When there was a disproportionate emphasis on spiritual warfare, some ended up with a dualistic worldview, as if the world was caught in a war between two equal competitors, God and Satan. Though our sung worship in church services clearly celebrated Jesus’ victory over sin and death, when there was a heavy focus on spiritual warfare in the congregation, some spoke as though that victory was experienced most accurately in the trenches of spiritual battle. 

 This isn’t to say that everything was emotional excess and drama. I am humbled to have witnessed some true miracles in the area of deliverance. Specifically, I can think of a few occasions where a believer entrapped by hitherto-unconfessed, deeply-entrenched sin experienced new freedom after deliverance prayer. The experience of deliverance didn’t negate the need in the person’s life for ongoing discipleship, but it freed them to follow Jesus more fully than they’d found themselves able to do before. 

 Deliverance was a sign that the kingdom of God was at hand. After Jesus faced Satan in the desert, Scripture tells us he returned in the power of the Spirit to Galilee, and made his way to Nazareth. On Shabbat in his hometown synagogue, he was handed the scroll of Isaiah to read aloud. The portion he read included these words from Isaiah 61:1-2: “The Spirit of the Lord is on me, because he has anointed me to proclaim good news to the poor. He has sent me to proclaim freedom for the prisoners and recovery of sight for the blind, to set the oppressed free, to proclaim the year of the Lord’s favor.” (Luke 4:18-19) He then rolled up the scroll and sat down, communicating his mantle of authority to the surprised crowd. He told them that this prophecy was now being fulfilled.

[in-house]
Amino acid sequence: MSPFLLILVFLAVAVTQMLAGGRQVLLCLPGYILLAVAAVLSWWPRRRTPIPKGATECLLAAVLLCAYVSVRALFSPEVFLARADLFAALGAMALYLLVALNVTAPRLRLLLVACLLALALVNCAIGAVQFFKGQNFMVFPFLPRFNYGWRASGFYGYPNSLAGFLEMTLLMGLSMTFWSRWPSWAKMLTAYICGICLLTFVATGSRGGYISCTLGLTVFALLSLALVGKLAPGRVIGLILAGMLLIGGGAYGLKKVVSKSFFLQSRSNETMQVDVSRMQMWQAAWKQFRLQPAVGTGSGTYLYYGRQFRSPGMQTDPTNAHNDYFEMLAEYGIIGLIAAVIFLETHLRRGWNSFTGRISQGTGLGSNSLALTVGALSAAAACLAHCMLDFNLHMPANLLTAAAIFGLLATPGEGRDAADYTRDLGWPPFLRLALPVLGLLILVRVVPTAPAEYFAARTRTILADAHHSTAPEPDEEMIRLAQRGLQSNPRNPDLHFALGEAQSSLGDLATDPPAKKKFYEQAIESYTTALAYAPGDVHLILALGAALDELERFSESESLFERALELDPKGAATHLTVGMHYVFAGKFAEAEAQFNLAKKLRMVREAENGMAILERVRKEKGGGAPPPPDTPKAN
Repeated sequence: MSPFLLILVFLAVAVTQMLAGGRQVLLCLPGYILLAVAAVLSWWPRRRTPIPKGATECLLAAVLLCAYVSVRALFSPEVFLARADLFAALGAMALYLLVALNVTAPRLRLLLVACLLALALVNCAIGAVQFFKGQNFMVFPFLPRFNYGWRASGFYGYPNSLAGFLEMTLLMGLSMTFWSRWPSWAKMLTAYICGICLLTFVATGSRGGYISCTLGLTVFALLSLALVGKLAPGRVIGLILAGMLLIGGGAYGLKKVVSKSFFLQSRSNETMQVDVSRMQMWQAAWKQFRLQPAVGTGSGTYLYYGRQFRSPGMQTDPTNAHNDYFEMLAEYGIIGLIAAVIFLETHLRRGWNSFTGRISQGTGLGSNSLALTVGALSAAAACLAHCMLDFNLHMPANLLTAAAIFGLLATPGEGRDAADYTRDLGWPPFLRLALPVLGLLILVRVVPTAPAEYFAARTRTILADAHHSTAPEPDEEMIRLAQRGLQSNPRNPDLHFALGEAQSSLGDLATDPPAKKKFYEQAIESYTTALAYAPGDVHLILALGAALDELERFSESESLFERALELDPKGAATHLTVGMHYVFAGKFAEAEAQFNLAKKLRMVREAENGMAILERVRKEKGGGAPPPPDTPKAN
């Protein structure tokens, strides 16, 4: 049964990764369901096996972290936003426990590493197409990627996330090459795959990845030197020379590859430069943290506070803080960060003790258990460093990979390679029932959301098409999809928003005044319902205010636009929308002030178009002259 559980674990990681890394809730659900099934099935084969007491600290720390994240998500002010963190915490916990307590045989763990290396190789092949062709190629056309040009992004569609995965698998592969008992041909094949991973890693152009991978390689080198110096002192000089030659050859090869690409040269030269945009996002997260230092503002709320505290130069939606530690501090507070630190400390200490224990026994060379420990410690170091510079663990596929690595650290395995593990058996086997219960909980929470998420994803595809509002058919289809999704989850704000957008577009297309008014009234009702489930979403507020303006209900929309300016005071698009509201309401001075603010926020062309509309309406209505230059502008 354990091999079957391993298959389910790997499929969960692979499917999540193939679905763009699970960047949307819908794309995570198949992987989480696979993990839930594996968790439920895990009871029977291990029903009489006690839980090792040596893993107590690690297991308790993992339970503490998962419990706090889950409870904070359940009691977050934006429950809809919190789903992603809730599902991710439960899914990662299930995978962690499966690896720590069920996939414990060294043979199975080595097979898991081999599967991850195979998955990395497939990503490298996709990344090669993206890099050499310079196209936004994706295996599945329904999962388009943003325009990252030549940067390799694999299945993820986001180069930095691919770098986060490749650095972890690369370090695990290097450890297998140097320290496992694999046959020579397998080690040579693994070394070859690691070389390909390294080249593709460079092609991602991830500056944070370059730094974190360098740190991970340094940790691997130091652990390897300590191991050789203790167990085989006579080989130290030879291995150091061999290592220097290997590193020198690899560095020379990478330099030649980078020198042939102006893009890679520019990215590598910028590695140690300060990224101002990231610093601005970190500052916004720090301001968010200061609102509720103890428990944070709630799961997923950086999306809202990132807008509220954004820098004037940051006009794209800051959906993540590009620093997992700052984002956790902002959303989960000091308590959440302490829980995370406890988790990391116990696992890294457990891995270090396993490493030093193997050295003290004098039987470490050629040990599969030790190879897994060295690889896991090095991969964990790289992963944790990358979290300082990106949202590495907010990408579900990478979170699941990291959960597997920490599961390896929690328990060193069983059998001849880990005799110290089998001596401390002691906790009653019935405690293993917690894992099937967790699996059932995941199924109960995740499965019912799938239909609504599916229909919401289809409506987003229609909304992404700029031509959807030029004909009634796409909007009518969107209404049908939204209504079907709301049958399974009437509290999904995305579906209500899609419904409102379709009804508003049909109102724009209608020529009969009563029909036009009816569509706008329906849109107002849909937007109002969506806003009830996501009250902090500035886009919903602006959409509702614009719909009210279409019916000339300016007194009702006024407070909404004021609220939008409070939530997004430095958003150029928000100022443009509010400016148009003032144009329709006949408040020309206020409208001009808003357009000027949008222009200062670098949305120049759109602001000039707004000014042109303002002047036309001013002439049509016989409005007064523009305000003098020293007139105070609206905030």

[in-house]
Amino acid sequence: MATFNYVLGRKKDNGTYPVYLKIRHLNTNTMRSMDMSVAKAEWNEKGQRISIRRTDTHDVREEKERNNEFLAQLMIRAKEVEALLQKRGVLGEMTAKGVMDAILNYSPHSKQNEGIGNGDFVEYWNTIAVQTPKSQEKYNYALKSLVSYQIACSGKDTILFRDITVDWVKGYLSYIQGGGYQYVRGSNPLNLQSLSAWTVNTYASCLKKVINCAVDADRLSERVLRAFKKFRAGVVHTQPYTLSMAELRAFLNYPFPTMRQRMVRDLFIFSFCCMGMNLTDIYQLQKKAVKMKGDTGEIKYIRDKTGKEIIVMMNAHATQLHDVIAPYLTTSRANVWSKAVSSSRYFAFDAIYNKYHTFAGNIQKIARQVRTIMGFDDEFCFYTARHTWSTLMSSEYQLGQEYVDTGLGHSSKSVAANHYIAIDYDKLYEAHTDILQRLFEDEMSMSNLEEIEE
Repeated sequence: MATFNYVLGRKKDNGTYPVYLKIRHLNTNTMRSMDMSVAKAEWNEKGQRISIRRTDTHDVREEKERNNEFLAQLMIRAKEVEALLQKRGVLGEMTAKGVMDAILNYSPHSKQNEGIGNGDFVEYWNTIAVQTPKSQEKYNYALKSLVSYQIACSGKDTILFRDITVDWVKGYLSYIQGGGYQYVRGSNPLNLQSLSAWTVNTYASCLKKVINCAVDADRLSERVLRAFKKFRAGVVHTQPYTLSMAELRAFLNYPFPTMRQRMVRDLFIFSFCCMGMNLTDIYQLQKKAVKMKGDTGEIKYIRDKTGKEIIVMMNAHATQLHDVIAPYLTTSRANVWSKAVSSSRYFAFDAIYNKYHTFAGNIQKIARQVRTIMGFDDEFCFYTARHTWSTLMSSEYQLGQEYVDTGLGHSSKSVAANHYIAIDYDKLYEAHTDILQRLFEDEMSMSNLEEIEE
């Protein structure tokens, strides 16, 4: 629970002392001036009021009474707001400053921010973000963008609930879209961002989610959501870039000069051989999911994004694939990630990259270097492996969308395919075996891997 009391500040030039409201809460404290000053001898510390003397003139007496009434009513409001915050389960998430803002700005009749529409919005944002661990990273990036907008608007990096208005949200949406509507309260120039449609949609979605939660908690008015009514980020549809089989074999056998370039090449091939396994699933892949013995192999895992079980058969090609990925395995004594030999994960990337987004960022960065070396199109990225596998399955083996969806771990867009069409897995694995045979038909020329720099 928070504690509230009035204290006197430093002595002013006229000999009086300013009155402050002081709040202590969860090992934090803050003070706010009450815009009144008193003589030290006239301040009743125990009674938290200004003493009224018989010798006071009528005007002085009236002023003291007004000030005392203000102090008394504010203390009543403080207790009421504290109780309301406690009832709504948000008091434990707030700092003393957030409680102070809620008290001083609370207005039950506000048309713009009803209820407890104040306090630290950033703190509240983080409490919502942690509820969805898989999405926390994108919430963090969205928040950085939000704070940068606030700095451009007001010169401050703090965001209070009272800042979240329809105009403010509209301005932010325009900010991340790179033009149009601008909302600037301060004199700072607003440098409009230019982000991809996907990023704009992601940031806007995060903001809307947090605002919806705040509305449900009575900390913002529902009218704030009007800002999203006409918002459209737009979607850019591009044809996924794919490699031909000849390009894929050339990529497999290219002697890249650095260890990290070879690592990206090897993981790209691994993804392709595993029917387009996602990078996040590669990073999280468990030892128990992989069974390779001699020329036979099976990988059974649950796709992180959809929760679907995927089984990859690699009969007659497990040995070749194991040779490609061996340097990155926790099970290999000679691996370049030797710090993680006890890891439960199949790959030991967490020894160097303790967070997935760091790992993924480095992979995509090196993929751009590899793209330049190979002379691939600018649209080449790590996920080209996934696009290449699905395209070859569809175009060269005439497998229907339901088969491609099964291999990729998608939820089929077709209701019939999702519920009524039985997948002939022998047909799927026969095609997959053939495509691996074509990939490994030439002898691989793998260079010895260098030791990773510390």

Indeed, throughout his ministry, he cast out demons from many who were being oppressed by them. And he told his disciples just hours before his arrest that they would be empowered and equipped to do what they’d seen him do throughout his ministry – and more: “Very truly I tell you, whoever believes in me will do the works I have been doing, and they will do even greater things than these, because I am going to the Father.” (John 14:12) Continualists, including our former co-religionists in Charismatic churches, believe that supernatural gifts, signs, wonders, and miracles continue today live with heightened expectation that those “greater things” to which Jesus referred should be happening regularly in the Christian life. 

I remain in the continualist camp theologically, though it’s been more than a decade since we worshipped regularly in a Charismatic congregation. My husband and I appreciate the relative calm of worship structured around formal liturgy. At this point of my life, I don’t have the energy for the emotionalism and occasionally-wacky theology of the Charismatic churches of my past.